Biodegradable yarn made from algae, brands embracing upcycled textiles and runway shows banning plastic hangers: The growing attention paid to sustainability in the fashion industry is laudable — and starting to make a real impact.
Innovative and effective solutions are alive and well in the clothing industry. And outright waste, like the fact that 20% of all garments produced each year are never sold and go straight to landfills, is also getting more negative attention.
But even during this Fashion Week season, with the ongoing shows in New York and those that will open soon in Los Angeles, there is something that hardly anyone in the United States is talking about: What about all the packaging behind the scenes in the clothing and fashion industry all year long?
Few are aware of the massive amounts of plastic used to move textiles, other raw materials and finished products within the fashion supply chain. More than a quarter of all plastic created globally each year is used in the fashion industry. And much of this is flexible packaging and film, which cannot be recycled and will forever stay in landfills and in our oceans.
This behind-the-scenes plastic is similar to the issue of poor overseas labor conditions three decades ago, and it’s simply something no one talks about — yet. That needs to change.
While brands can — and some are — address this problem, fashion industry leaders and government regulators need to step up and lead the effort in order to make real change. For example, some brands indeed are switching to alternatives, like compostable packaging. More than 60 brands have also signed a pact to ensure 50% of business-to-business packaging is made from recycled materials by 2030, and legislators are working on new laws, especially in Europe. But we need to see more of these efforts and make sure these efforts result in actual environmental impact. The future of the planet — and human health — are at stake here.
In the United States, the majority of plastic used in the fashion supply chain is not covered by legislation that seeks to reduce contaminating plastics, as most of those laws only target the use of plastic at the consumer level, and in stores. For example, at least eight states have banned or restricted the use of disposable plastic shopping bags.
But the U.S. has no regulations seeking to reduce plastic packaging waste from online shipping to consumers. In fact, last summer, California lawmakers killed a proposed bill that would limit the use of single-use plastics in e-commerce. And beyond that, no one is even thinking about the massive amounts of plastic used in the supply chain, to ship raw materials, goods and finished products around the world, from suppliers to manufacturers to retailers to warehouses — and all the middlemen in between — even before items reach consumers.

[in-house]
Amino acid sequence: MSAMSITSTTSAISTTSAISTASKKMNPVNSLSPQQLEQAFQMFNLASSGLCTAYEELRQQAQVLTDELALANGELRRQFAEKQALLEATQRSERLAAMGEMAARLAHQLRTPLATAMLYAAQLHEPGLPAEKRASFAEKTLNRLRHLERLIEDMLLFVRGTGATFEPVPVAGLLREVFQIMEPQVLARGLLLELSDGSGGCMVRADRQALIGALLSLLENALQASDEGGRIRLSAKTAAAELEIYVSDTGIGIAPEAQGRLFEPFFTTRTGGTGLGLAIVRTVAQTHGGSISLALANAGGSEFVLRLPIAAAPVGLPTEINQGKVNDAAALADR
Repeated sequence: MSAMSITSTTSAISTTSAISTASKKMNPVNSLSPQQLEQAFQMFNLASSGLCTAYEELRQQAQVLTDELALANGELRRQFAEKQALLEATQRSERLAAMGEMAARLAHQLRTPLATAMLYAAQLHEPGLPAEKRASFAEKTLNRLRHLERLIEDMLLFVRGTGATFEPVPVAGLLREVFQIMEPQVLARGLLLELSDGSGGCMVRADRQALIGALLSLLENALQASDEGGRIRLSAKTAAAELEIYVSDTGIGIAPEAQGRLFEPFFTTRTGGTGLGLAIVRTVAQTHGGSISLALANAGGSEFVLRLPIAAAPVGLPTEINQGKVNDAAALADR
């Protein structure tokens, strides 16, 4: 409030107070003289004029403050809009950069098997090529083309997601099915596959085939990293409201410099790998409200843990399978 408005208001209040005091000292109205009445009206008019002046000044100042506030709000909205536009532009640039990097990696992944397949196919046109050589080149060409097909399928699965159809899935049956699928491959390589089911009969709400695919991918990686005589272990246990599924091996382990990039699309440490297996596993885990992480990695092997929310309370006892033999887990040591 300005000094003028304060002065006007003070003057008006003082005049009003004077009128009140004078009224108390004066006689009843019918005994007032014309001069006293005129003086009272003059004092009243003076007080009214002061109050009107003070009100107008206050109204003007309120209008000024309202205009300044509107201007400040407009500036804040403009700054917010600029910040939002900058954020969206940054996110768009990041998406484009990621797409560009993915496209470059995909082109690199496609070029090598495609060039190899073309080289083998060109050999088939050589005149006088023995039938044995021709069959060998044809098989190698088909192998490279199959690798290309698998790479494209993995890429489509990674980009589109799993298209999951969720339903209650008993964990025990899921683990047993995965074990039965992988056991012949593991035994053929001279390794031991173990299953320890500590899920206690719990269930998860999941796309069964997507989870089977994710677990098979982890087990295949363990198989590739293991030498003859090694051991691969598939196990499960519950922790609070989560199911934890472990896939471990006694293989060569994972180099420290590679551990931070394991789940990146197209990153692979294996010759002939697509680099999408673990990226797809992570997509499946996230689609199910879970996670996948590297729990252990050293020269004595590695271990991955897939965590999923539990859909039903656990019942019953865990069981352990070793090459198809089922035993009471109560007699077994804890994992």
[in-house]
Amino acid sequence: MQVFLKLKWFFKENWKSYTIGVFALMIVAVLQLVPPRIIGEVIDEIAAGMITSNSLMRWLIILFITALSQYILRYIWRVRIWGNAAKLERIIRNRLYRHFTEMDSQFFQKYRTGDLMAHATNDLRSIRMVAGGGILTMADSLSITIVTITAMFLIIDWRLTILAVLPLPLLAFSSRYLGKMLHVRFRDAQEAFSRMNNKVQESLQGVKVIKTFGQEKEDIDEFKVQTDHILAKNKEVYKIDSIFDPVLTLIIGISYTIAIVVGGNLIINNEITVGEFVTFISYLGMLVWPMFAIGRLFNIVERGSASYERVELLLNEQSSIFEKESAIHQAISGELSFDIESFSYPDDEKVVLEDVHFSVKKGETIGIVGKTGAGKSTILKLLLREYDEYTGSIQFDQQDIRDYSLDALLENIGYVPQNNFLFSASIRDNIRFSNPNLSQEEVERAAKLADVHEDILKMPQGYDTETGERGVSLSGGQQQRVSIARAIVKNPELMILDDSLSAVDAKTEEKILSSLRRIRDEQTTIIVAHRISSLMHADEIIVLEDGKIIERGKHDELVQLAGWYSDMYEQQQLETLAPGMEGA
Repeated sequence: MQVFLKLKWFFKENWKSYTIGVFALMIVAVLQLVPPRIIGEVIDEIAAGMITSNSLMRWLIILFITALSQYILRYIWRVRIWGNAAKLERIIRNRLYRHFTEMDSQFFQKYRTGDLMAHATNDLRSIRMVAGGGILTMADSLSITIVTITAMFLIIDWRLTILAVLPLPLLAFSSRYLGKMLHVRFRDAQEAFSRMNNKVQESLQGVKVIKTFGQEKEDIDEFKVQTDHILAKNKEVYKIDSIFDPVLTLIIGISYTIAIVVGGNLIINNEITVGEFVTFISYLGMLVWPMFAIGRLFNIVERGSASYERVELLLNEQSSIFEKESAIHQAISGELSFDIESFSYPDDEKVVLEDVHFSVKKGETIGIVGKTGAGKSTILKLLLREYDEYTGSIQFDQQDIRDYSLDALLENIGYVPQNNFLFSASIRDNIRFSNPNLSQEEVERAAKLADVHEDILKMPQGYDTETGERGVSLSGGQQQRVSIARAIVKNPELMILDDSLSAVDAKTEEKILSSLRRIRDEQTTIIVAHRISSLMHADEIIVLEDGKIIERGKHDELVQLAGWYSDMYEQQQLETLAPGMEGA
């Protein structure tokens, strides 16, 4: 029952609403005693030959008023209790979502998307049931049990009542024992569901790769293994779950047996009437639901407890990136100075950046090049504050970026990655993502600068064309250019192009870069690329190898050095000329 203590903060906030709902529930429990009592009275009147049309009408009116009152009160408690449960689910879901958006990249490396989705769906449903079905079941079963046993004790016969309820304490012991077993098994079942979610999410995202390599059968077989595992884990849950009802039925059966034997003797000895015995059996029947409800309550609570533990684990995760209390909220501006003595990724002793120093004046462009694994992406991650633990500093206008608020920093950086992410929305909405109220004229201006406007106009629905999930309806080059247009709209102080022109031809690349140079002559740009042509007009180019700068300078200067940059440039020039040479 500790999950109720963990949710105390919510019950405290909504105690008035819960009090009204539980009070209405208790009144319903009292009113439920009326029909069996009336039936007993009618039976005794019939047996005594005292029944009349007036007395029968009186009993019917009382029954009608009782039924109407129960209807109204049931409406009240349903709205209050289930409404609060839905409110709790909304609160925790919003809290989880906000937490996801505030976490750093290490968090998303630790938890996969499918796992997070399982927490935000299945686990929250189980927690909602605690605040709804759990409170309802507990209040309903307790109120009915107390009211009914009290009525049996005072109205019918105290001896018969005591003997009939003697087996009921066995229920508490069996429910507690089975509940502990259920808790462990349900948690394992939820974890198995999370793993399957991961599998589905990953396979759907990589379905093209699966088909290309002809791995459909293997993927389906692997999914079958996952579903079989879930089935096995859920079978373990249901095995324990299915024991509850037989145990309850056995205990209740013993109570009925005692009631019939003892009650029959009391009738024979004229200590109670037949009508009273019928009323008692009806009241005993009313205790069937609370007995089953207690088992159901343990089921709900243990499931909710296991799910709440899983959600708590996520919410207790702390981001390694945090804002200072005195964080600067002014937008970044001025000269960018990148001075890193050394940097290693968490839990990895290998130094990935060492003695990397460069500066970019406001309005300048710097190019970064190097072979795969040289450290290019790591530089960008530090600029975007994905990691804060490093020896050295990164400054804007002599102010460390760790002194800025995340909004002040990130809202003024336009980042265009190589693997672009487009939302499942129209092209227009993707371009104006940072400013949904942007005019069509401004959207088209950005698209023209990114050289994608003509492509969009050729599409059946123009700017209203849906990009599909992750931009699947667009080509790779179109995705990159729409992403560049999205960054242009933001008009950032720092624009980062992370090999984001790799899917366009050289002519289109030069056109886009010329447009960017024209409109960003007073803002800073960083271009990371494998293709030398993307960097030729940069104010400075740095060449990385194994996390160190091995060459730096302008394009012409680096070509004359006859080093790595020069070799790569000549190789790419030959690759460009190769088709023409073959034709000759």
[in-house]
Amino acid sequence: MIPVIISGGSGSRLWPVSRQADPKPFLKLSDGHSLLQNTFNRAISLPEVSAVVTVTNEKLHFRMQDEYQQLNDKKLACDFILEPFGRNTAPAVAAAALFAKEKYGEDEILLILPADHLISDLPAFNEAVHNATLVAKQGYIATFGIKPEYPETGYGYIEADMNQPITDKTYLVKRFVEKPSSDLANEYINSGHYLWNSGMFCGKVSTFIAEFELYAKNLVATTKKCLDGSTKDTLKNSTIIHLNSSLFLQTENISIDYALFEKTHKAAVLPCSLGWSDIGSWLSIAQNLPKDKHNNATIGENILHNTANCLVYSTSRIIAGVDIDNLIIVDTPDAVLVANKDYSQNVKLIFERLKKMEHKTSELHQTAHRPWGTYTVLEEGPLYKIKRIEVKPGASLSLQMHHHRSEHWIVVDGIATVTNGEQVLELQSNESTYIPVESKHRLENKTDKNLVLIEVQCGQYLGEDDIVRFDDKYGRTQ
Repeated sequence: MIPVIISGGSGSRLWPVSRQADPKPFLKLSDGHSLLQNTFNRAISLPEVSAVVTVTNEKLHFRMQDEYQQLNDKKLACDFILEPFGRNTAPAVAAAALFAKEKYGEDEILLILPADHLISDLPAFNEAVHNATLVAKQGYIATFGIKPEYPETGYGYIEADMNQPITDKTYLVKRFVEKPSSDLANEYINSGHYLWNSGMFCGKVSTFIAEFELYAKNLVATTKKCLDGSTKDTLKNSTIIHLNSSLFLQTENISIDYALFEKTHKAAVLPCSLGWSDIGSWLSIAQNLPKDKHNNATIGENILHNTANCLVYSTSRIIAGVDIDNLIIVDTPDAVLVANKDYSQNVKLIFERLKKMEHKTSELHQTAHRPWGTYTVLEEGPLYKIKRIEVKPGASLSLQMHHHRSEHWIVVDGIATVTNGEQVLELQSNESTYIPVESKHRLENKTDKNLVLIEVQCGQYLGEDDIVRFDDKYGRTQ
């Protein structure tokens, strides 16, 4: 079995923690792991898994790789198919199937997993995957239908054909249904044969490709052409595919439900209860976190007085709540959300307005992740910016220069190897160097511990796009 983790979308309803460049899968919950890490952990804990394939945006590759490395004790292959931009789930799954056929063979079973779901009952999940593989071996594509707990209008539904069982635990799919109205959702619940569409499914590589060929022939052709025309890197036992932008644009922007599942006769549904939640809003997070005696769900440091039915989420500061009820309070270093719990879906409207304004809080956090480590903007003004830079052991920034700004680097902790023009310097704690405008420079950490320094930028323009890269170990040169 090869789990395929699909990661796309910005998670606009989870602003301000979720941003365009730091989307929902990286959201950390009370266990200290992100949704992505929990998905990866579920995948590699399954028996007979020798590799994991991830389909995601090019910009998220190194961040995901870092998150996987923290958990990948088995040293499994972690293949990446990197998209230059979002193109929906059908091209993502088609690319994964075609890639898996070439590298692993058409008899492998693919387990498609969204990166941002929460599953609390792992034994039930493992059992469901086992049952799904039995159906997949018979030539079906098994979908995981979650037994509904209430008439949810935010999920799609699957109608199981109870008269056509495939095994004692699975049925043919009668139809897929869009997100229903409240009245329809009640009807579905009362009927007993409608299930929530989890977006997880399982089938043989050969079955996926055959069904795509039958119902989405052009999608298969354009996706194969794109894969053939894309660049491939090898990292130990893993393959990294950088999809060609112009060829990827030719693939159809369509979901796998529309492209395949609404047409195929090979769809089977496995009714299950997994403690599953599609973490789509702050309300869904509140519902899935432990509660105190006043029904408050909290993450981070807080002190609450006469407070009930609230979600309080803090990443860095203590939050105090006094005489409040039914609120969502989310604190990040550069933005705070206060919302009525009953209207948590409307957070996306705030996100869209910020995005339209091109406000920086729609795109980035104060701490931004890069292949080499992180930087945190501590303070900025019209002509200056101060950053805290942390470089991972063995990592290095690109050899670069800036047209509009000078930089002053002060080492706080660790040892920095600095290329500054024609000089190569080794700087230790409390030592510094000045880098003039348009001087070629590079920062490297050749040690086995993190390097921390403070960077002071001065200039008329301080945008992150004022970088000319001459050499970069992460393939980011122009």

Even in the EU, which has long been ahead of the U.S. on environmental issues, much of this waste in the fashion industry happens silently. For example, even the recent Copenhagen Fashion Week, which made headlines for only allowing brands that met certain sustainability standards to participate, banned single-use packaging backstage during shows but made no mention of plastics used earlier in the supply chain for packaging raw materials or shipping the products to Denmark
Now, there is some hope on the horizon in the EU, as proposed laws would seek to limit single-use plastics and other waste in the supply chain at least on the level of retailers-to-consumers. If this law gets passed, it can set an example for other nations and possibly blaze a new trail. But even these proposed laws do not address the long and global supply chain and all the plastic packaging used before retailers package goods for consumers.
This naturally opens the question about what should replace plastic packaging in the supply chain — and the answer is not easy. Flexible plastic packaging, even though it cannot be recycled, has become so pervasive because it is cheap and effective for keeping goods dry and clean. Maybe innovative alternatives, like compostable plastic, could help, or new processes to fix the broken current recycling methods. I do not claim to have all of the answers, and there is no doubt that plastic waste is a challenging problem without easy or fast answers.
But that does not mean that we give up and do nothing. It should be remembered that when plastic was developed in 1907, then became more durable and common in the 1940s it was seen as magical. It opened the doors to economic growth, more affordable goods and safer hospitals. But now, our generation must deliver a similar innovative solution for our plastic waste and healthier packaging options — because the demand for protecting products during shipping is not going away.
And the first step for doing that is to start talking about the supply chain waste — as even if we eliminate plastics from textiles or more governments ban plastic bags in stores, the fashion industry will continue to play a major role in the proliferation of plastic waste. Due to the sheer amount of plastic it uses, the fashion industry can make a huge difference and needs to be a leader in these efforts, or at least in the discussion of them.
More steps can be taken, especially on a governmental level. For example, laws that target packaging used in shipping should be passed, as they have been for in-store shopping. The Federal Trade Commission’s Green Guides, which are being updated as I write, should include criteria for using words such as “sustainable,” and these should take the supply chain and not just the end product into account.
The journey to reducing plastic waste in the fashion supply chain is long, but we need to start planning it — now. We badly need new innovative materials and new waste management solutions. Plastic is killing our planet — and us.